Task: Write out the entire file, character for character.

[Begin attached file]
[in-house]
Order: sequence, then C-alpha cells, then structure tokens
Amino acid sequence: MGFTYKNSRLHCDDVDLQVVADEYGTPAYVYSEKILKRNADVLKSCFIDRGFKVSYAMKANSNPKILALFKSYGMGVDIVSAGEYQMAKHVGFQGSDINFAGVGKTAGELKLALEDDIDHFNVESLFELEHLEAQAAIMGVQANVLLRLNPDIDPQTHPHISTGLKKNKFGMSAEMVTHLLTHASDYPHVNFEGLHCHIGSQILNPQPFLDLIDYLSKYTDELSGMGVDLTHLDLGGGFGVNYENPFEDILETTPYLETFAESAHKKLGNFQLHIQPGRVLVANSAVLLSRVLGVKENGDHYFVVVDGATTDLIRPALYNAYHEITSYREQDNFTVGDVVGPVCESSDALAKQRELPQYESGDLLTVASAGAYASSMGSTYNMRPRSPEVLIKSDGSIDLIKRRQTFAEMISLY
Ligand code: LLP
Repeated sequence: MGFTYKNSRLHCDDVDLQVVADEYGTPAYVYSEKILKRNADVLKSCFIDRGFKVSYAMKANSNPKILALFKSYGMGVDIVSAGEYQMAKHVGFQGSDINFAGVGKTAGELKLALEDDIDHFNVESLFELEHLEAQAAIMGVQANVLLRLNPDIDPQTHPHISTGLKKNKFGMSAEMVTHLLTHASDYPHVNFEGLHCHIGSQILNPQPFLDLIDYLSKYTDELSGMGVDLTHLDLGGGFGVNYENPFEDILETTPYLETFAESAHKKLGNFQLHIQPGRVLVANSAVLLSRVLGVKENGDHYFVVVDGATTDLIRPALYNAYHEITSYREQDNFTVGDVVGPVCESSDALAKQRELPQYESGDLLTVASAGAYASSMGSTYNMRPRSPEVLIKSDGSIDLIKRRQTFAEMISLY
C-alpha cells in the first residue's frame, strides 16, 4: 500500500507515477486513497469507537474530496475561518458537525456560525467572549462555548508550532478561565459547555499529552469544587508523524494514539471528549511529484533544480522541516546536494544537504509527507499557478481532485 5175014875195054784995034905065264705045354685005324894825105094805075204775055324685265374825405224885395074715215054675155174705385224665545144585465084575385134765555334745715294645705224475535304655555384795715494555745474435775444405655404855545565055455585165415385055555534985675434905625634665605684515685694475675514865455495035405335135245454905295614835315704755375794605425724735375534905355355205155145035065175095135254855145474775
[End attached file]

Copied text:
[in-house]
Order: sequence, then C-alpha cells, then structure tokens
Amino acid sequence: MGFTYKNSRLHCDDVDLQVVADEYGTPAYVYSEKILKRNADVLKSCFIDRGFKVSYAMKANSNPKILALFKSYGMGVDIVSAGEYQMAKHVGFQGSDINFAGVGKTAGELKLALEDDIDHFNVESLFELEHLEAQAAIMGVQANVLLRLNPDIDPQTHPHISTGLKKNKFGMSAEMVTHLLTHASDYPHVNFEGLHCHIGSQILNPQPFLDLIDYLSKYTDELSGMGVDLTHLDLGGGFGVNYENPFEDILETTPYLETFAESAHKKLGNFQLHIQPGRVLVANSAVLLSRVLGVKENGDHYFVVVDGATTDLIRPALYNAYHEITSYREQDNFTVGDVVGPVCESSDALAKQRELPQYESGDLLTVASAGAYASSMGSTYNMRPRSPEVLIKSDGSIDLIKRRQTFAEMISLY
Ligand code: LLP
Repeated sequence: MGFTYKNSRLHCDDVDLQVVADEYGTPAYVYSEKILKRNADVLKSCFIDRGFKVSYAMKANSNPKILALFKSYGMGVDIVSAGEYQMAKHVGFQGSDINFAGVGKTAGELKLALEDDIDHFNVESLFELEHLEAQAAIMGVQANVLLRLNPDIDPQTHPHISTGLKKNKFGMSAEMVTHLLTHASDYPHVNFEGLHCHIGSQILNPQPFLDLIDYLSKYTDELSGMGVDLTHLDLGGGFGVNYENPFEDILETTPYLETFAESAHKKLGNFQLHIQPGRVLVANSAVLLSRVLGVKENGDHYFVVVDGATTDLIRPALYNAYHEITSYREQDNFTVGDVVGPVCESSDALAKQRELPQYESGDLLTVASAGAYASSMGSTYNMRPRSPEVLIKSDGSIDLIKRRQTFAEMISLY
C-alpha cells in the first residue's frame, strides 16, 4: 500500500507515477486513497469507537474530496475561518458537525456560525467572549462555548508550532478561565459547555499529552469544587508523524494514539471528549511529484533544480522541516546536494544537504509527507499557478481532485 5175014875195054784995034905065264705045354685005324894825105094805075204775055324685265374825405224885395074715215054675155174705385224665545144585465084575385134765555334745715294645705224475535304655555384795715494555745474435775444405655404855545565055455585165415385055555534985675434905625634665605684515685694475675514865455495035405335135245454905295614835315704755375794605425724735375534905355355205155145035065175095135254855145474775